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I have seen some sentences that include "perfect progressive tenses" and I am absolutely puzzled.
Please help me.
In advance thank you for your replies.

Part one:
I saw the sentence below in an English book:
"Since that unfortunate accident last week, I haven't been sleeping at all well."
According to the grammar of English, the "haven't been sleeping" in the sentence is "present perfect progressive tense".
I guess that there are two explanations for the "I haven't been sleeping at all well" in the sentence:

The first explanation:
The situation of the sleeping well is not at ANY time points in the period from the time of "unfortunate accident" to the time of speaking.
It means that SURELY the whole period from the time of "unfortunate accident" to the time of speaking is the time of the "NOT to sleep well".
The second explanation:
In the period from the time of "unfortunate accident" to the time of speaking, the time points at which the situation of the sleeping well is are not ALL.
It means that MAYBE the whole period from the time of "unfortunate accident" to the time of speaking is the time of the "NOT to sleep well".

Which one of the two explanations above is right?

Part two:
I saw the sentence below in another English book:
"I had not been reading for half an hour when I heard steps outside."
According to the grammar of English, the "had not been reading" in the sentence is "past perfect progressive tense".
I guess that there are two explanations for the "I had not been reading for half an hour" in the sentence.

The first explanation:
The action of the reading is not at ANY time points in the period from a past time to the past time of the "heard steps outside". (The period is the half hour)
It means that SURELY the whole period from a past time to the past time of the "heard steps outside" is the time of the "NOT to read".

The second explanation:
In the period from a past time to the past time of the "heard steps outside", the time points at which the action of the reading is are not ALL.
It means that MAYBE the whole period from a past time to the past time of the "heard steps outside" is the time of the "NOT to read".

Which one of the two explanations above is right?
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Comments  
1. From the time of the incident through the present time it is not customary for me to sleep well .

2. I heard the steps outside before I had finished reading for half an hour.

I hope these simple explanations help.
This is my interpretation of your post. Based on the sentence in question, I have this funny feeling that the "English books" you were reading may not be published nor written by people whose native language is English. Perhaps some of your confusion came from how they explained it.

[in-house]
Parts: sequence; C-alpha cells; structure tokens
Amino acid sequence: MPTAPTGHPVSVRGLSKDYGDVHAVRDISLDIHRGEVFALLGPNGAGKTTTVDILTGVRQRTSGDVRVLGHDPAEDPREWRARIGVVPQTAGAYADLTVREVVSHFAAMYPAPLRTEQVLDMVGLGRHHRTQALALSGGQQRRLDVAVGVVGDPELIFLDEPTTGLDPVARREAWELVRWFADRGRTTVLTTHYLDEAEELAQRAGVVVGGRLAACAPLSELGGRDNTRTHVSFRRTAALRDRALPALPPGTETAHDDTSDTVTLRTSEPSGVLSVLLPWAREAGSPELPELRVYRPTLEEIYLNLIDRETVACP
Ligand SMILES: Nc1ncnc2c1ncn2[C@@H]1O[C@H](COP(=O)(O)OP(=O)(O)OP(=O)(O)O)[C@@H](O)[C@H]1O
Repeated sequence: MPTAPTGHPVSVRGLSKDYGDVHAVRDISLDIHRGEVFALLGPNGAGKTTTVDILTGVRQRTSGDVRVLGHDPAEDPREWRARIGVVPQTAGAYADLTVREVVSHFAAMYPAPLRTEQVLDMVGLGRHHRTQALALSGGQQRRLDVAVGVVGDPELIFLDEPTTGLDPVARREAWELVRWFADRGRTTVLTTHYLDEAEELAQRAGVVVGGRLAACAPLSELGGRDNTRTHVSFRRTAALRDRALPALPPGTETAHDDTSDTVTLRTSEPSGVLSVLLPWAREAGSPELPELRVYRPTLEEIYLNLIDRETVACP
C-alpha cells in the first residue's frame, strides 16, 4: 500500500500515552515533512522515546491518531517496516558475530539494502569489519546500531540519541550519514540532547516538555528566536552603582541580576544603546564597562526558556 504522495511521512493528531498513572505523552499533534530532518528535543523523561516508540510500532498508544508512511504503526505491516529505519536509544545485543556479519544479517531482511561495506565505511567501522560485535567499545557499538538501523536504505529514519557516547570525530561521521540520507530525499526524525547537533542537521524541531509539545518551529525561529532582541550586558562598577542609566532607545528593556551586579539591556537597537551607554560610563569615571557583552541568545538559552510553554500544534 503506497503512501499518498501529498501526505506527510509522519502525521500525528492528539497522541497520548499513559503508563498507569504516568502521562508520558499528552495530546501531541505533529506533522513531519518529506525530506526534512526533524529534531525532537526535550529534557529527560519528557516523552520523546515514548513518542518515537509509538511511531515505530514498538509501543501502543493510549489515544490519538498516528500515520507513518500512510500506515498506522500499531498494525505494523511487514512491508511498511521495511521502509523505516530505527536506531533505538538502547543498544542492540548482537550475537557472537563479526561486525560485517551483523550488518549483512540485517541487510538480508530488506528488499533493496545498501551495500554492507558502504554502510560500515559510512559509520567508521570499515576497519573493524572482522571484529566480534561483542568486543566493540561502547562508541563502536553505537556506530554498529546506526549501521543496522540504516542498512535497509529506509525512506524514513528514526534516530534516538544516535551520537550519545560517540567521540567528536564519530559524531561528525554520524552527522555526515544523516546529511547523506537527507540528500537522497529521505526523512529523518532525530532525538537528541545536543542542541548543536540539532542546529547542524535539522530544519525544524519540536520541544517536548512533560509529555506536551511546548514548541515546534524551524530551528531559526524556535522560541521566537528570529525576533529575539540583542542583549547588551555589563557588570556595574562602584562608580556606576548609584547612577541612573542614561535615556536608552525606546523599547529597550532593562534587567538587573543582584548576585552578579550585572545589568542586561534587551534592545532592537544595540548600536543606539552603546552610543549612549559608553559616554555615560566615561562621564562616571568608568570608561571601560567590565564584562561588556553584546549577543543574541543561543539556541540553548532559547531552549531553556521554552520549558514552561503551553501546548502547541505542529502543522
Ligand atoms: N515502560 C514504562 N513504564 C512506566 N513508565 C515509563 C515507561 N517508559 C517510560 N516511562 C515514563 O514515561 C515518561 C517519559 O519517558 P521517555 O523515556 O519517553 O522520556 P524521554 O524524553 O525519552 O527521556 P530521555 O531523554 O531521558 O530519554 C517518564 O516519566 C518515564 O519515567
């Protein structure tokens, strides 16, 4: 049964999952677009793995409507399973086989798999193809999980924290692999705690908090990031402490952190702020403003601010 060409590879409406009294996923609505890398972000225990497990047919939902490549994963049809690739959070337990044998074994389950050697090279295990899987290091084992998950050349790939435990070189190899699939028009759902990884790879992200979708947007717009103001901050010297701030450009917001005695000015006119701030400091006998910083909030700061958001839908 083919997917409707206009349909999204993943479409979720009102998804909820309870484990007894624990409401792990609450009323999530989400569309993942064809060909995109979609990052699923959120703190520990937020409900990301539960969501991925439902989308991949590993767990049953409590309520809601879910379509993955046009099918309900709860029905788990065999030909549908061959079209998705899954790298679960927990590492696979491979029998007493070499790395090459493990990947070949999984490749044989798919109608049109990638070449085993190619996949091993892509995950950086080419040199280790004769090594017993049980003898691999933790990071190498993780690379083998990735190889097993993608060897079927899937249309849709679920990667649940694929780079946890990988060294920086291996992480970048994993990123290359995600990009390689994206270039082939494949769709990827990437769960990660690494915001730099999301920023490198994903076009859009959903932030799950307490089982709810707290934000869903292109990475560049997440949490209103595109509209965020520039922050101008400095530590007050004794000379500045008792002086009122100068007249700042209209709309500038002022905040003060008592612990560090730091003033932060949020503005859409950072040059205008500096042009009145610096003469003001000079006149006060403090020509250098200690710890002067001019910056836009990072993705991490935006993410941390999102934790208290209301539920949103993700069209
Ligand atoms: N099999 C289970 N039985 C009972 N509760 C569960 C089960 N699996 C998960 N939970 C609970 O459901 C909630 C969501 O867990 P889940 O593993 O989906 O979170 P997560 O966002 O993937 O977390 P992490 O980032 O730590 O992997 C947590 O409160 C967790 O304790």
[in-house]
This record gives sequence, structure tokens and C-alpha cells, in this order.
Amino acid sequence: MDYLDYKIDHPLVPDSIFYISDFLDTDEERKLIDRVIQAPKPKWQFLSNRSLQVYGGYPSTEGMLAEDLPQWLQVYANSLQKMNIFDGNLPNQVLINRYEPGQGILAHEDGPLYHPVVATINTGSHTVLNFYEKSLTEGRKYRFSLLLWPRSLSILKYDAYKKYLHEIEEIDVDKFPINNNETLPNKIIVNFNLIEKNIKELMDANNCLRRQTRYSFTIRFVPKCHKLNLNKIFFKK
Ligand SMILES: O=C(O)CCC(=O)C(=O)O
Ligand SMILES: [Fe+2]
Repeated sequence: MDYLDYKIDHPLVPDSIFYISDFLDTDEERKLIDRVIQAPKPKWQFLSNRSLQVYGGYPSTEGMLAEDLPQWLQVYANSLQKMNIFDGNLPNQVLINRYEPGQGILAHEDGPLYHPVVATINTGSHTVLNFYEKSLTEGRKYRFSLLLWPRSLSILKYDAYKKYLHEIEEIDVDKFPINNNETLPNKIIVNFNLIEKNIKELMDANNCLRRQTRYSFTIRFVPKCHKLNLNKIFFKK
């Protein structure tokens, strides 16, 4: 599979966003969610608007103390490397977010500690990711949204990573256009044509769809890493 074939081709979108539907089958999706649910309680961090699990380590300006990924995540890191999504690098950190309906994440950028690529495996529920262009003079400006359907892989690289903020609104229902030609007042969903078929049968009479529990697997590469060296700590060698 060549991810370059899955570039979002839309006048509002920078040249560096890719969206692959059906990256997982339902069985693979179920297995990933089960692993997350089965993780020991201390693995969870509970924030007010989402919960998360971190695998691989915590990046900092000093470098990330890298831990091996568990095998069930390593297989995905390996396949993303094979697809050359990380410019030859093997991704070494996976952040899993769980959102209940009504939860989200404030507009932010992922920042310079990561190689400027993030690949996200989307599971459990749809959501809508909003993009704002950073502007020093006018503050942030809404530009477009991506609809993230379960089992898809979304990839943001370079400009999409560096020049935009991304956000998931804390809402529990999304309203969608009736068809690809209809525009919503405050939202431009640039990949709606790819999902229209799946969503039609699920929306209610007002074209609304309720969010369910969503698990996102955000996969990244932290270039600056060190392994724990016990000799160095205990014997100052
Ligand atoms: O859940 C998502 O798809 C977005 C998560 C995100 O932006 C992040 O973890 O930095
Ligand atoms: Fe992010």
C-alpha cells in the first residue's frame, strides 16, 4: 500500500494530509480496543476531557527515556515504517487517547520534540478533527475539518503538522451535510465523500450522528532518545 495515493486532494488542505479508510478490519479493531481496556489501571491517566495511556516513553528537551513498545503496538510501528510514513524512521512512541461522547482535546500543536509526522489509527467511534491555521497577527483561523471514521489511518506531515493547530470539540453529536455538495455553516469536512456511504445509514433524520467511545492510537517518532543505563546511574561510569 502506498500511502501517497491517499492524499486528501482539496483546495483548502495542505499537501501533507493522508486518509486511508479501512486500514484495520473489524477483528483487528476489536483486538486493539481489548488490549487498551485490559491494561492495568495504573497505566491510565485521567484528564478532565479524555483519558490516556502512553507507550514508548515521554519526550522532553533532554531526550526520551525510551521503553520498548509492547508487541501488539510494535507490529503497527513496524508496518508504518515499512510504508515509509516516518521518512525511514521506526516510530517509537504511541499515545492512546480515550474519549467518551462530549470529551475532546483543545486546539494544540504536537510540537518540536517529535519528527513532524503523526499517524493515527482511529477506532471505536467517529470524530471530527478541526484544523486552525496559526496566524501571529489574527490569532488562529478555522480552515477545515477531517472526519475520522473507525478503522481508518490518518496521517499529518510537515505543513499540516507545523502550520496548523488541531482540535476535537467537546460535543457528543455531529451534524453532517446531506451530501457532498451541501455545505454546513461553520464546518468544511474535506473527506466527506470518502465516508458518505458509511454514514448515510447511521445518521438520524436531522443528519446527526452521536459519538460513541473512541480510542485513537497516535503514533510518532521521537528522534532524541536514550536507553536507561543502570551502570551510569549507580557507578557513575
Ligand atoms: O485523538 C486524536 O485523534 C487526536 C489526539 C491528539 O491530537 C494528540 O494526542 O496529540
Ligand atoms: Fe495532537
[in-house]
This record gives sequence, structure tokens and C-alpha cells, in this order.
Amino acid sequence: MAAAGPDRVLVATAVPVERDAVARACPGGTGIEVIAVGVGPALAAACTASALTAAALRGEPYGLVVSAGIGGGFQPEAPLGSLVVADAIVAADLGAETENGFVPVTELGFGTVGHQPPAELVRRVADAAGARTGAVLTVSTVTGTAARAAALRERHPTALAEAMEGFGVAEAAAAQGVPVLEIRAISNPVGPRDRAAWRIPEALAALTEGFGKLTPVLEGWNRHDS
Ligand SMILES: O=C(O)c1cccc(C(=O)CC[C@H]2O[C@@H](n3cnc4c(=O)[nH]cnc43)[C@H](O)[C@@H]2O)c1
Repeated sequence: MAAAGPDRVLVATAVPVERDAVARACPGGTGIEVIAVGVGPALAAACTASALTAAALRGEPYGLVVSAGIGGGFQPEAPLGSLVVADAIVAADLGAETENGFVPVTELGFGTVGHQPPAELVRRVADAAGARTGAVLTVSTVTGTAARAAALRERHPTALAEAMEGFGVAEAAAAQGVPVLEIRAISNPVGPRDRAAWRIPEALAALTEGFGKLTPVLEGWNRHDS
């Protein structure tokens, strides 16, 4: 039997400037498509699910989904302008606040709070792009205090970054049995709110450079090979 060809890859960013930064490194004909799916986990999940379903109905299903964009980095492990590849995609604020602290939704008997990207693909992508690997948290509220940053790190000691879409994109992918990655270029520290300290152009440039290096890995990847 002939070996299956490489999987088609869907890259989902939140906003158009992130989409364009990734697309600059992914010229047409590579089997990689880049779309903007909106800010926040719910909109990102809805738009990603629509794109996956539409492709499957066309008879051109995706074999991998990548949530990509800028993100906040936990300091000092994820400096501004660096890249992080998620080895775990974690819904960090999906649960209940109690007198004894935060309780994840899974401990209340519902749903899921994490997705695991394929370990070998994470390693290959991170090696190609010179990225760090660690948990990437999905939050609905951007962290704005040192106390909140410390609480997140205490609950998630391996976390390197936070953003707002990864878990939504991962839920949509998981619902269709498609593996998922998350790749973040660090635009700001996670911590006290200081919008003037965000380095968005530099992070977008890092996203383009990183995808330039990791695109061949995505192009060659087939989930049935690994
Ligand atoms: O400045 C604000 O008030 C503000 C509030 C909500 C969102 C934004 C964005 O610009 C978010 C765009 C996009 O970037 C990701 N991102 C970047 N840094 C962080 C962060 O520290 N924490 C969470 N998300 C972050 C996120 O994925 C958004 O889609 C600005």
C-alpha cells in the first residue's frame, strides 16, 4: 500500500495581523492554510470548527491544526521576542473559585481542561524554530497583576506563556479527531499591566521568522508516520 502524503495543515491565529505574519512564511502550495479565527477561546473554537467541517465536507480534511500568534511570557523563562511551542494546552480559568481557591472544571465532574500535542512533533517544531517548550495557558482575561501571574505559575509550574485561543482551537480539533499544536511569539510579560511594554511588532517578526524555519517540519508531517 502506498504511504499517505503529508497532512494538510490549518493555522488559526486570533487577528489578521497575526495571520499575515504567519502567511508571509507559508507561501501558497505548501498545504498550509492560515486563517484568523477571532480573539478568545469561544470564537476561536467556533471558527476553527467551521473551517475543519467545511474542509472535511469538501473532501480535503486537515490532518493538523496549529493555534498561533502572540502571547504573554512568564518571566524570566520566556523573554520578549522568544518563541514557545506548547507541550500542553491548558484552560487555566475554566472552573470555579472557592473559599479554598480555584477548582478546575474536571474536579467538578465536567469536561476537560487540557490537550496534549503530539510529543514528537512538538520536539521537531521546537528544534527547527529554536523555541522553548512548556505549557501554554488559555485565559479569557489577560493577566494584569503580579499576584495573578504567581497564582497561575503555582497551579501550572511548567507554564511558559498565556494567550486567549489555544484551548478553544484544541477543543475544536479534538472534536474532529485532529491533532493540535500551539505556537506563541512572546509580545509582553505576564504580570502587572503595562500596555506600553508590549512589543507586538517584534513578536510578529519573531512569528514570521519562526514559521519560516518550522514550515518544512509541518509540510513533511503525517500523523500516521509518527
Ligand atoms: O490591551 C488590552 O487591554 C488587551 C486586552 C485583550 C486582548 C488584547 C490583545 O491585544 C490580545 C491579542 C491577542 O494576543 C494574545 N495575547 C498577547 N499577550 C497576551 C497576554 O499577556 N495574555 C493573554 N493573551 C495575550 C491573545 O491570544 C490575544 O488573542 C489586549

There are some issues with your sentence, but I presumed this is the one that matches to my explanation below:

In the period from the time of "unfortunate accident" to the time of speaking, the time points at which the situation of the sleeping well is are not ALL.

For the present perfect progressive, I believe "well "should be better put after "sleeping". With " ....at all well. ", it sounds odd to me. We can either say:

"Since that unfortunate accident last week, I haven't been sleeping well at all . Or, " I haven't been sleeping well at all since that unfortunate accident last week."
We can swap the main clause with the subordinate clause while using conjunction such as "since" and "when".

To me, The PPC tense is not that commonly used as the continous structure emphasizes the action or the lack thereof from further past point in time to the most recent past. But that is not to say it is not possible but it will take a convincing context to make it sound reasonable. Your example:
"I had not been reading for half an hour when I heard steps outside." is grammatically fine. But PPC is not necessary if you were describing something happened last nigh. it is an overkill. But that's my opinion. Emotion: rofl
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Thanks a lot.

About the second question:

2. I heard the steps outside before I had finished reading for half an hour.

Can I use the sentence "I had not read for half an hour when I heard steps outside." to express the same meaning?
eagleflychCan I use the sentence "I had not read for half an hour when I heard steps outside." to express the same meaning?
Yes. "had not read" will automatically be understood as "had not been reading" because of the context, namely, the use of "for half an hour".

Similarly,

I [had not been speaking / had not spoken] with him for more than a minute [when / before] we were interrupted by a loud blast.

Laura [had not been been playing / had not played] chess for three years [when / before] she won the regional chess tournament.

In all of these cases, the progressive form is preferable because it emphasizes an on-going activity interrupted by an event.

CJ
CalifJim